reprinted from South China Morning Post, April 17 2003
Beneath the bright sunshine, the great city lies deserted. A slight breeze blows through its empty streets, barely disturbing the silence that prevails over the once-bustling metropolis.
A vision of the apocalypse? No, Lent in Manila.
To those who have never experienced Holy Week in this Catholic country, Curiously, Manila as a dead city is at its most liveable: all the shops are closed, there are no newspapers, no TV or radio shows. Just a calm silencewhat happens to the Philippine capital between Maundy Thursday and Easter Sunday is almost miraculous. Vehicles vanish, people become scarce, buildings shut down, nobody does business. Manila peaceful? It is a combination of words so contradictory, it is surreal.
Yet it occurs. Every year. Tomorrow, which is Good Friday, Manila will be an ideal city, with no noise, minimal pollution and only the occasional car on the road. It will be as if some celestial being had parted the angry, slow-moving waves of vehicles, allowing astonished citizens to see what the avenues actually look like.
Except there will not be too many astonished citizens. Most of them will be far away, compulsive adherents to the belief that Holy Week, the country's most important holiday after Christmas, is the best time to head for the provinces.
Ostensibly, they are taking the time out for religious reflection. President Gloria Macapagal-Arroyo announced she and her cabinet would be in a 'spiritual retreat' for Holy Week, and that they would all turn off their mobile phones for the duration. Presumably she is trusting heaven not to spring any emergencies until after Easter.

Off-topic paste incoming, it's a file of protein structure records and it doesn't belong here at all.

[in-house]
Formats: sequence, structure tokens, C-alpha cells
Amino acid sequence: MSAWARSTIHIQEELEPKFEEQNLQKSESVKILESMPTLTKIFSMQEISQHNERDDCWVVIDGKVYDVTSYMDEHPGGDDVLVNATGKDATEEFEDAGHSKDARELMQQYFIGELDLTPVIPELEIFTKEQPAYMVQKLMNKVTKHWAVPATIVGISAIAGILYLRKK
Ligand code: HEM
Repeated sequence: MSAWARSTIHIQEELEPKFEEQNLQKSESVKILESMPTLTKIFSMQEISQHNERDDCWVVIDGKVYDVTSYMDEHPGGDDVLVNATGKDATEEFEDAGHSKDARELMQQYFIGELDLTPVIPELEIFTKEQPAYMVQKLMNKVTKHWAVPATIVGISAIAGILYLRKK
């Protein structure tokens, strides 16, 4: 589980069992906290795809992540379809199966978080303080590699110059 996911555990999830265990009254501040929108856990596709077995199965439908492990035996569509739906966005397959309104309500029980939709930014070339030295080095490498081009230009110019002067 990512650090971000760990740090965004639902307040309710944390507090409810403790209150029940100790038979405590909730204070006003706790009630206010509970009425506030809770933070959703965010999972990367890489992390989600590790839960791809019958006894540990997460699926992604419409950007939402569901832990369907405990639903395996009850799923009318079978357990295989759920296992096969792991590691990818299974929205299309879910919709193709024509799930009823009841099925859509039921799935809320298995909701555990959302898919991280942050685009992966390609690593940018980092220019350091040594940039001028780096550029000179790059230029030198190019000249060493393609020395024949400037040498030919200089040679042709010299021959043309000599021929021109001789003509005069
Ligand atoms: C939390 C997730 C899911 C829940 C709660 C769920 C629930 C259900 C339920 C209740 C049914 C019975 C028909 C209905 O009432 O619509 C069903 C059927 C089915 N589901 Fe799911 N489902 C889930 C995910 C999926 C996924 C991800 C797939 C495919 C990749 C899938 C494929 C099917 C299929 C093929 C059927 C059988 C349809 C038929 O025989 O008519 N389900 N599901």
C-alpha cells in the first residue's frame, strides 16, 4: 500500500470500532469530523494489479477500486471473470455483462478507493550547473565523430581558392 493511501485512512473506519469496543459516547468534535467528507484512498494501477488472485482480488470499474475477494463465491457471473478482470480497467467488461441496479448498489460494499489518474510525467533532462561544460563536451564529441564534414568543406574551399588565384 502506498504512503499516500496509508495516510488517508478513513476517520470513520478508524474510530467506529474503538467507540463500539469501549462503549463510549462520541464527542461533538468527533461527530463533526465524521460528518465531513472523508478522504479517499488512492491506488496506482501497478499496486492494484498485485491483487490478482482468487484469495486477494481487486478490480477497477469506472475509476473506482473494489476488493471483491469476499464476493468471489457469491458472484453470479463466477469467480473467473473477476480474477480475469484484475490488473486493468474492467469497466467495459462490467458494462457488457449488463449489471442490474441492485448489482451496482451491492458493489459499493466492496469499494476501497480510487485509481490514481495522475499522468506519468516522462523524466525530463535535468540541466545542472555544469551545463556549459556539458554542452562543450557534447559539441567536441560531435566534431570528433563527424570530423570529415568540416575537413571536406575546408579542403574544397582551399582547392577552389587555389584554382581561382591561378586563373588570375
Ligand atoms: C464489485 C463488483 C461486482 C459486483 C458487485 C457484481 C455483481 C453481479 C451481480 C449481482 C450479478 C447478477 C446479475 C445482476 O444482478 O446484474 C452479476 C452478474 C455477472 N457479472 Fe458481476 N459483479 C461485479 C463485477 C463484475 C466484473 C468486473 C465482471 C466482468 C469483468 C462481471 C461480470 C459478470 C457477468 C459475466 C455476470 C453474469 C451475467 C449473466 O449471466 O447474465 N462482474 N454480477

Her ostentatious piety is divorced from reality. Most Filipinos view Holy Week as a chance for the family to escape the blistering heat and head for the beaches of Boracay or Palawan, or the cool highland city of Baguio. The country's oligarchs used to jet off to Hong Kong and Macau, but Sars has now put paid to this form of Catholic devotion.
Just this week, a Manila church commission finally concluded what everyone has known for decades: Filipinos are not sad or sombre at all during Lent. 'Exuberance is a good word to describe it. Catholic life never seems to be as vibrant as during the Holy Week,' it said.
This Lenten migration of millions of Catholics always leads to huge crowds at the city's airport, bus terminals and train stations. On the highways outside Manila, travellers face colossal and maddening traffic congestion under a baking sun. Filipinos are not daunted by these torments - they queue up with the resignation of martyrs.
Of actual aspiring martyrs there is no lack, either. One renowned Good Friday spectacle is that of devotees in central Luzon allegedly following Christ's example by having themselves whipped with barbed cords, crowned with thorns and then, as a piece de resistance, nailed to a cross. The sight might be enough to send many into a spiritual retreat all the way back to Manila.
Curiously, Manila as a dead city is at its most liveable: all the shops are closed, there are no newspapers, no TV or radio shows. Just a calm silence eerily broken here and there by the monotonous chanting of the pabasa - a non-stop recitation of the life of Christ that starts on Ash Wednesday and ends on Good Friday.
Otherwise the capital is almost serene, with no indication of the violent energy that will return on Easter Sunday. It is proof of what many have suspected all along: only God can clean up the capital's streets. And even then the miracle only lasts a day or two.